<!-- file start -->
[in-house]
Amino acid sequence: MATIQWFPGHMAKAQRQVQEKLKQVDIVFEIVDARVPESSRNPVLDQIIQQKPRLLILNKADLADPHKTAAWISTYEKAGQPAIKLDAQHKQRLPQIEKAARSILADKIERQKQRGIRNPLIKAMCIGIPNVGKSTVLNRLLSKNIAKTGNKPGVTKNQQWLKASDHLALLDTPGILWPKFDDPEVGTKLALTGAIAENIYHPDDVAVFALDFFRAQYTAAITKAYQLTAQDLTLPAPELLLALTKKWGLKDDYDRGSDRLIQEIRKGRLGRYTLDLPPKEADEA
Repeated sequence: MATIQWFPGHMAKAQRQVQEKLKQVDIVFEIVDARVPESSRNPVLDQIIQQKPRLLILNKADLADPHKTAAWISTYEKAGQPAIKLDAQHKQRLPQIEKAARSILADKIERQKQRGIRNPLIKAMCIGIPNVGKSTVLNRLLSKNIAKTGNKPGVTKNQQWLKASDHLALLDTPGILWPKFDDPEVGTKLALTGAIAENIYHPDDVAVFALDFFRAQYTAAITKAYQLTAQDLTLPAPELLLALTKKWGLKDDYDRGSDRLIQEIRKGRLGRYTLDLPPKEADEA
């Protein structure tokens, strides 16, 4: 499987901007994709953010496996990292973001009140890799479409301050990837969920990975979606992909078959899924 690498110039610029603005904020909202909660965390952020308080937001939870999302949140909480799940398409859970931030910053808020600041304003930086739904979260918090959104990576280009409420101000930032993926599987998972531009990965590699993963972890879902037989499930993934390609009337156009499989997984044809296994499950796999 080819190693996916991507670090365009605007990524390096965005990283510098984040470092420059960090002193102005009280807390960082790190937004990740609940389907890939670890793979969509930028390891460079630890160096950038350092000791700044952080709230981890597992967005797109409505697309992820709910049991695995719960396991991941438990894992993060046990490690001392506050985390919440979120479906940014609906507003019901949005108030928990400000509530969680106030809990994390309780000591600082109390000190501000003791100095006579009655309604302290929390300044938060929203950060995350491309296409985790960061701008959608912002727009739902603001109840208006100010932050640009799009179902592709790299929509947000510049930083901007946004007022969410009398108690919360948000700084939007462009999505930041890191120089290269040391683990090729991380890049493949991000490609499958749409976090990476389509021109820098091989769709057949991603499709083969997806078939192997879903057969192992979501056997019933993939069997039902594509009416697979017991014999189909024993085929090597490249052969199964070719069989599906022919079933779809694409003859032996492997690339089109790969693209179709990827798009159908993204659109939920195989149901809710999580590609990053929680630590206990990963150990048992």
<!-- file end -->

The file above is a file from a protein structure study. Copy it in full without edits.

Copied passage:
[in-house]
Amino acid sequence: MATIQWFPGHMAKAQRQVQEKLKQVDIVFEIVDARVPESSRNPVLDQIIQQKPRLLILNKADLADPHKTAAWISTYEKAGQPAIKLDAQHKQRLPQIEKAARSILADKIERQKQRGIRNPLIKAMCIGIPNVGKSTVLNRLLSKNIAKTGNKPGVTKNQQWLKASDHLALLDTPGILWPKFDDPEVGTKLALTGAIAENIYHPDDVAVFALDFFRAQYTAAITKAYQLTAQDLTLPAPELLLALTKKWGLKDDYDRGSDRLIQEIRKGRLGRYTLDLPPKEADEA
Repeated sequence: MATIQWFPGHMAKAQRQVQEKLKQVDIVFEIVDARVPESSRNPVLDQIIQQKPRLLILNKADLADPHKTAAWISTYEKAGQPAIKLDAQHKQRLPQIEKAARSILADKIERQKQRGIRNPLIKAMCIGIPNVGKSTVLNRLLSKNIAKTGNKPGVTKNQQWLKASDHLALLDTPGILWPKFDDPEVGTKLALTGAIAENIYHPDDVAVFALDFFRAQYTAAITKAYQLTAQDLTLPAPELLLALTKKWGLKDDYDRGSDRLIQEIRKGRLGRYTLDLPPKEADEA
């Protein structure tokens, strides 16, 4: 499987901007994709953010496996990292973001009140890799479409301050990837969920990975979606992909078959899924 690498110039610029603005904020909202909660965390952020308080937001939870999302949140909480799940398409859970931030910053808020600041304003930086739904979260918090959104990576280009409420101000930032993926599987998972531009990965590699993963972890879902037989499930993934390609009337156009499989997984044809296994499950796999 080819190693996916991507670090365009605007990524390096965005990283510098984040470092420059960090002193102005009280807390960082790190937004990740609940389907890939670890793979969509930028390891460079630890160096950038350092000791700044952080709230981890597992967005797109409505697309992820709910049991695995719960396991991941438990894992993060046990490690001392506050985390919440979120479906940014609906507003019901949005108030928990400000509530969680106030809990994390309780000591600082109390000190501000003791100095006579009655309604302290929390300044938060929203950060995350491309296409985790960061701008959608912002727009739902603001109840208006100010932050640009799009179902592709790299929509947000510049930083901007946004007022969410009398108690919360948000700084939007462009999505930041890191120089290269040391683990090729991380890049493949991000490609499958749409976090990476389509021109820098091989769709057949991603499709083969997806078939192997879903057969192992979501056997019933993939069997039902594509009416697979017991014999189909024993085929090597490249052969199964070719069989599906022919079933779809694409003859032996492997690339089109790969693209179709990827798009159908993204659109939920195989149901809710999580590609990053929680630590206990990963150990048992």